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Guitarist/composer Gary Wittner discusses Thelonious Monk, musical roots
(Published: April 24, 2019)

Q: When did you decide to be a musician, and what fueled this passion?

A: I have been playing since I was around 9 years old, and the transition from interested amateur to career track student was very gradual. It involved a period of 2-3 years during which I was playing more and more
guitar, and at college becoming less and less interested in my non music studies. Then in 1977, I made the switch to full time music studies.

Q: What was your introduction to music? How old were you, and how did it affect you?

A: I don't remember exactly, there was always music around my
home. I recall building a car box guitar at a very early age and
trying to make it sound good.

Q: What styles of music had the greatest impact on you creatively?

A: I'd say if you start from my early years, acoustic finger style blues had the earliest impact. I recall watching Lighning Hopkins on the guitar when I was quite young and being powerfully affected by his singing and guitar playing. And the emotional content of the whole package.

Q: Did you grow up in a musical environment?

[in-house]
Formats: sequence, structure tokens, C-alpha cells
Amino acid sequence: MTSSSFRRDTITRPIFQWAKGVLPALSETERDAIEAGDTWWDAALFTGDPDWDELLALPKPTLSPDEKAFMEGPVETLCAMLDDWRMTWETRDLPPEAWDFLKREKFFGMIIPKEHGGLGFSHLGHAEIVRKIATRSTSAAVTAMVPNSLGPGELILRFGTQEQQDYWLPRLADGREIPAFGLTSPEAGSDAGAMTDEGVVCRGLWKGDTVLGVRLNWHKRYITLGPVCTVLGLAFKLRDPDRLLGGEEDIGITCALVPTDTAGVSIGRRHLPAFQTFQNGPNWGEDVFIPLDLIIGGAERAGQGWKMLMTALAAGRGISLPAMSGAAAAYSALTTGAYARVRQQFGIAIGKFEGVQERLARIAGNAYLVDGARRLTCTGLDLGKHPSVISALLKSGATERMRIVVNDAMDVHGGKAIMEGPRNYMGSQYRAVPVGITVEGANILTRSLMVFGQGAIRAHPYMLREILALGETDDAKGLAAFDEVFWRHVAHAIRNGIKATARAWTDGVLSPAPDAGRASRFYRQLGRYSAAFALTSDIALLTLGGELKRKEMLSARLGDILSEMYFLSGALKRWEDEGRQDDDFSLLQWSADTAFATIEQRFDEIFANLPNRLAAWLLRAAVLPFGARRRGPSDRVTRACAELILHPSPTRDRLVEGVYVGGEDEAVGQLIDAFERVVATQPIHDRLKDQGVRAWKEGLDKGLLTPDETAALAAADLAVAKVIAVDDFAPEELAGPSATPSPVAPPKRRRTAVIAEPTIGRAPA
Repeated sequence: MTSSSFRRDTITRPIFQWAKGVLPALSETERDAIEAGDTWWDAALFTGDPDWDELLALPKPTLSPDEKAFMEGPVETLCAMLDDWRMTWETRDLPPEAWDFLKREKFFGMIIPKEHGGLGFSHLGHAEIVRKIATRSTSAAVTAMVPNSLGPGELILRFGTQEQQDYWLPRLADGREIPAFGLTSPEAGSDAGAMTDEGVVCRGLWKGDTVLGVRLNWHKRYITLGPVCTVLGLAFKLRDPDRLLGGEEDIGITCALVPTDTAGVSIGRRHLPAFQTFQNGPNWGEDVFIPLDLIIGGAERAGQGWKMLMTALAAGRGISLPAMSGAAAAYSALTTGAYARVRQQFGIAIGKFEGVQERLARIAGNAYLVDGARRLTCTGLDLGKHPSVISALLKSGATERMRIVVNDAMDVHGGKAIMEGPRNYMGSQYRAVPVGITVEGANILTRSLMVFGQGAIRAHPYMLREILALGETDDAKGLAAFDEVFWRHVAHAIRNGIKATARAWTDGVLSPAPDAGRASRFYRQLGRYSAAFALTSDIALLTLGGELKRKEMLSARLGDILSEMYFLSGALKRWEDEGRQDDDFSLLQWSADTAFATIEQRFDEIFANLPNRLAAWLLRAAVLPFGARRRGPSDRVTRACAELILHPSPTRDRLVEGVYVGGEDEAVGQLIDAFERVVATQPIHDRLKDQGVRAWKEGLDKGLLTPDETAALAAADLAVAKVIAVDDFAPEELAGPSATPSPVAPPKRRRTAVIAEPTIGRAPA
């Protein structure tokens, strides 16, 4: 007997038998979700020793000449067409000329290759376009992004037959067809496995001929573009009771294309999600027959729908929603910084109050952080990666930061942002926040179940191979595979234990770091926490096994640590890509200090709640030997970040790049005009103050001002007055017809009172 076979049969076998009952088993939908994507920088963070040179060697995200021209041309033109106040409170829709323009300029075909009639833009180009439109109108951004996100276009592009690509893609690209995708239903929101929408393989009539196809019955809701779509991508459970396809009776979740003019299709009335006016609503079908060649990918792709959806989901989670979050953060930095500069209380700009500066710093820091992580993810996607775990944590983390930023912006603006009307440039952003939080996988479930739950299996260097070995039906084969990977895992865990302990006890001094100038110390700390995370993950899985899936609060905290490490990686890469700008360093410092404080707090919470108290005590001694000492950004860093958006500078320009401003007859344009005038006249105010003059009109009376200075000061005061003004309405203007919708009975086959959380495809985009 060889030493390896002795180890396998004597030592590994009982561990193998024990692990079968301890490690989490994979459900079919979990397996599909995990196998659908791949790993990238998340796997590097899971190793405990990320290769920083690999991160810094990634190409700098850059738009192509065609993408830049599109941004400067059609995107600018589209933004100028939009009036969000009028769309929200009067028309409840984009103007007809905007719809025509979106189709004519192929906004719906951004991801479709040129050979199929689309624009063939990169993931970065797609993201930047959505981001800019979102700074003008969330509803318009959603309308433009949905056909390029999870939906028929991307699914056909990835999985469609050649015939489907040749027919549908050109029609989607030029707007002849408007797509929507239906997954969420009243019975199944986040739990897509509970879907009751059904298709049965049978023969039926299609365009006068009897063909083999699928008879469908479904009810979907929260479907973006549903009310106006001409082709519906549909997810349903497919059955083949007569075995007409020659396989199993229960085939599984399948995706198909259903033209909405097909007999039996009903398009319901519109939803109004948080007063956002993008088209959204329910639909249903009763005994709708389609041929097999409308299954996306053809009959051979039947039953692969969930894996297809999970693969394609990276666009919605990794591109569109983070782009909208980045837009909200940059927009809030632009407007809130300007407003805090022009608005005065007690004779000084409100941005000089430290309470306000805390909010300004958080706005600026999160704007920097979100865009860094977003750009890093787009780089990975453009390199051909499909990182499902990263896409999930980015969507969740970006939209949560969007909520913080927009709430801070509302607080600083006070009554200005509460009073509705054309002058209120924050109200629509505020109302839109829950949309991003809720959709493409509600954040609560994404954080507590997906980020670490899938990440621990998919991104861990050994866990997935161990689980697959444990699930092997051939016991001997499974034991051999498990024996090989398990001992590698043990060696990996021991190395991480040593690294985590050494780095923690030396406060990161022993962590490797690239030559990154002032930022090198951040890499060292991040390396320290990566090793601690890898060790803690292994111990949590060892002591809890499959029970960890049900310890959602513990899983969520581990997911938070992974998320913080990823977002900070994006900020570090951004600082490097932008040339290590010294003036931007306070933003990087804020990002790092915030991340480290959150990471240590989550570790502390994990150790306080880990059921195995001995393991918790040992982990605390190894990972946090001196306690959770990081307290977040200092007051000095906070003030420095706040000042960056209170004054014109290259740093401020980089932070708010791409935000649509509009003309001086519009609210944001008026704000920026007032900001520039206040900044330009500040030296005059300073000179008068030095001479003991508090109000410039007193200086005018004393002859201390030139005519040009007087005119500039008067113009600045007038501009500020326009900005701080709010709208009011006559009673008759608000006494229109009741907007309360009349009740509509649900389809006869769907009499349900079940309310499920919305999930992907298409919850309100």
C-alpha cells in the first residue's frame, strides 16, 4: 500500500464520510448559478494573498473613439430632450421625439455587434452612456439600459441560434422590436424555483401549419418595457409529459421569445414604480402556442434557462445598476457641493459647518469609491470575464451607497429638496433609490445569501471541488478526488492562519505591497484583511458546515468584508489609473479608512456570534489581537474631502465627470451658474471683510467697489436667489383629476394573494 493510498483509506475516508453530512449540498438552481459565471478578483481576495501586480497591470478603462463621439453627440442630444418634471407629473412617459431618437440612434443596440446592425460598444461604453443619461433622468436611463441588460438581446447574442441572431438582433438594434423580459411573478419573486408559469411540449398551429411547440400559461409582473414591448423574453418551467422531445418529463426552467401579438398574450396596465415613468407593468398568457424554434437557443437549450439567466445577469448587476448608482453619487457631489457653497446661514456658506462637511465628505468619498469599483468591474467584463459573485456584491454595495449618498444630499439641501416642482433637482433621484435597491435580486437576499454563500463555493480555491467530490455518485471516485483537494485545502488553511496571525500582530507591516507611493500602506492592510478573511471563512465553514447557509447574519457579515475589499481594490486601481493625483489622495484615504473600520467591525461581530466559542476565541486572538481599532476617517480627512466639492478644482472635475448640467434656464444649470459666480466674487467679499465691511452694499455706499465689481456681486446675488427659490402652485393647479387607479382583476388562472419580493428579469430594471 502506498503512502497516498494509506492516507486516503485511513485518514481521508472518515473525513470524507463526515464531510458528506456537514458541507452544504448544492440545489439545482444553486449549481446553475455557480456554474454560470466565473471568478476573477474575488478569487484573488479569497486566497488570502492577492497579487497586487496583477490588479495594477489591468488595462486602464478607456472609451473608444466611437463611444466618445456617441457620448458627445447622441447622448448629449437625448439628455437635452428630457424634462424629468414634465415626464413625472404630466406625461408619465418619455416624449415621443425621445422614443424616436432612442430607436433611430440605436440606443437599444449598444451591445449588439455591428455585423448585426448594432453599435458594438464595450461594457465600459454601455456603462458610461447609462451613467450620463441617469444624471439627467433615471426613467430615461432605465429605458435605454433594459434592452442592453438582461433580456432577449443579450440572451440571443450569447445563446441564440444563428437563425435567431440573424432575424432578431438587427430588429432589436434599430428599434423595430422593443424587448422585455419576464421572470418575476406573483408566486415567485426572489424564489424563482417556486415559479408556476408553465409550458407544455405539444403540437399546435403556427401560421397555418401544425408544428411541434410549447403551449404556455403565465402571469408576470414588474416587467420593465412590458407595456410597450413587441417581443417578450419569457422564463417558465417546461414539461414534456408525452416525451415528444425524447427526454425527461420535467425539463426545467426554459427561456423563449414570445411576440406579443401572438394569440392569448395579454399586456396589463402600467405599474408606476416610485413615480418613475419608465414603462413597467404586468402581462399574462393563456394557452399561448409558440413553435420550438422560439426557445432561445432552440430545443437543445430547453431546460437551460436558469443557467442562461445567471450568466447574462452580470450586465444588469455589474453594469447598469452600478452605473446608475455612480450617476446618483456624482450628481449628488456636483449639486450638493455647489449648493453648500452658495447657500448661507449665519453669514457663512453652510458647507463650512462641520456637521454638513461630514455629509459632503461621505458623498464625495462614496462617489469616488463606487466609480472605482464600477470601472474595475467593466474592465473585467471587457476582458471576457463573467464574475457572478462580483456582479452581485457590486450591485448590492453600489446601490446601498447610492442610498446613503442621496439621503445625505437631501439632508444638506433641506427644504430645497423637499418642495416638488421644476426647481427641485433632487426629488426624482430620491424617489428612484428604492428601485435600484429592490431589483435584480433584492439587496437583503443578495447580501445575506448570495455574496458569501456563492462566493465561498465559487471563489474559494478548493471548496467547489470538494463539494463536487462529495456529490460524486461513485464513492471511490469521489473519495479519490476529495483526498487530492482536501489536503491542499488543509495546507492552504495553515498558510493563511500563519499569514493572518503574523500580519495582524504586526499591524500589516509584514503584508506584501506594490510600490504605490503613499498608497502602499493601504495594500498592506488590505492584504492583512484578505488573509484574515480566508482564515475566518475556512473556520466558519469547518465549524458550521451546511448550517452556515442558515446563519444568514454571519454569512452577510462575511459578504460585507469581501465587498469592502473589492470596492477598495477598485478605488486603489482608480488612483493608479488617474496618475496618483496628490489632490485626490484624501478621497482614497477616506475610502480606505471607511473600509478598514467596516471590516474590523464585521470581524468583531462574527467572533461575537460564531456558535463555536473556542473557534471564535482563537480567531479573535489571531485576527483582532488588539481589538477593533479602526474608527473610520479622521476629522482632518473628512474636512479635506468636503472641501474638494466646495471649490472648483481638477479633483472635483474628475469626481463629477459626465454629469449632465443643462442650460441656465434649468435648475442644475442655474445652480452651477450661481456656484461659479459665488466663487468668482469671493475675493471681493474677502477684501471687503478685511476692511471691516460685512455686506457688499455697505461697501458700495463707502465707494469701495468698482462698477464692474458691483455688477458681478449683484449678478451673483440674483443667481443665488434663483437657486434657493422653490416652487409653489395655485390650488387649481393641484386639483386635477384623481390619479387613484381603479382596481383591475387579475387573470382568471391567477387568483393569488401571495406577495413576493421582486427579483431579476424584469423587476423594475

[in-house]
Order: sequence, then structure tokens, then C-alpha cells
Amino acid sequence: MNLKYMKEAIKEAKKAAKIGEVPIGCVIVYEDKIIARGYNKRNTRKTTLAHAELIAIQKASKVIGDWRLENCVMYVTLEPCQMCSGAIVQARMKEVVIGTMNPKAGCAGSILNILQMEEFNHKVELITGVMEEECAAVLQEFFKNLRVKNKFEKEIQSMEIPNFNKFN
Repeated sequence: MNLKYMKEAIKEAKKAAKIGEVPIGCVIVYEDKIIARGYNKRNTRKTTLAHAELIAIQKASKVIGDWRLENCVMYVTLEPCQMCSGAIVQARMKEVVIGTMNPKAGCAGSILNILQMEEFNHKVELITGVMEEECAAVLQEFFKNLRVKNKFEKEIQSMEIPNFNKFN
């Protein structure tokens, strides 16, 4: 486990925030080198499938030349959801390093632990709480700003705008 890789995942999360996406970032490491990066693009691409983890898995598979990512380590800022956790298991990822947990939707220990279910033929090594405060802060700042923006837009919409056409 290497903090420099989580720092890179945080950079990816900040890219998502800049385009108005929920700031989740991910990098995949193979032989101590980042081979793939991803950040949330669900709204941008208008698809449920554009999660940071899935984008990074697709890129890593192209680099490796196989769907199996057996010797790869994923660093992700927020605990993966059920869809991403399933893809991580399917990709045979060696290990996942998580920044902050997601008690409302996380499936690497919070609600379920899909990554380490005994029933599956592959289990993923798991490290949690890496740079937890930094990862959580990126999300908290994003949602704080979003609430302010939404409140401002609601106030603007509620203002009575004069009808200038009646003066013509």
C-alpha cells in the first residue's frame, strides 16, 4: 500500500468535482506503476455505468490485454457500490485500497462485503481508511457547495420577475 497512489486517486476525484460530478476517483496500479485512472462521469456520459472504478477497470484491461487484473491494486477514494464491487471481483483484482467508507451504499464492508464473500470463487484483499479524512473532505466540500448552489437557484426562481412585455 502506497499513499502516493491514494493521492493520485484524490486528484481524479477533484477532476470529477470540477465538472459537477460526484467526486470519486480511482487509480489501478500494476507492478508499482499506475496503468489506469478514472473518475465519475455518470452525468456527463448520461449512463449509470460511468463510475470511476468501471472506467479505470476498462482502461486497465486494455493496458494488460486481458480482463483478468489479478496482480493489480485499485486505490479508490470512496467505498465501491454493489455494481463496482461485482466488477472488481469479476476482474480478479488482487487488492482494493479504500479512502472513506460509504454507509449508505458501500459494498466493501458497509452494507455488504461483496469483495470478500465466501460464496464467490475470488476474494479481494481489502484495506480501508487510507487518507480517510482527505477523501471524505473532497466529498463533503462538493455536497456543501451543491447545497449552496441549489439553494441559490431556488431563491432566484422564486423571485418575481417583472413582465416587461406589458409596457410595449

A: Yes, my mom played show
tunes on the piano and my dad sang with her. My dad also played
chromatic harmonica and piano and his father played mandolin.

Q: How would you describe your musical style?

A: Hard to describe one's
own style - my guitar playing is influenced in parts by early blues
players (Lightning Hopkins and Big Bill Bronzy most heavily), the piano playing of Thelonious Monk, several mainstream jazz guitarists, most importantly Jim Hall and later "modern" players like Bill Frisell and John Scofield. Then also by my involvement with Latin music as well. My vocal tunes are influenced by the humor in the music of Mose Allison,
Bob Dorough and Dave Frishberg.

Q: What are your goals, artistically speaking?

A: To put it simply I am
trying to be the most me that I can be. And to write good music, with
humor and to play my music for more and larger audiences.

Q: What artists influenced you the most growing up?

A: Lightning Hopkins, Jimi Hendrix, and Thelonious Monk and Jim Hall.
How have you evolved creatively? I moved from playing jazz standards to studying and performing the music of Thelonious Monk, then
writing my own instrumental compositions, then studying/performing Latin
music and Middle Eastern music, then writing/singing my own vocal
tunes. This is over a period of 30 years.

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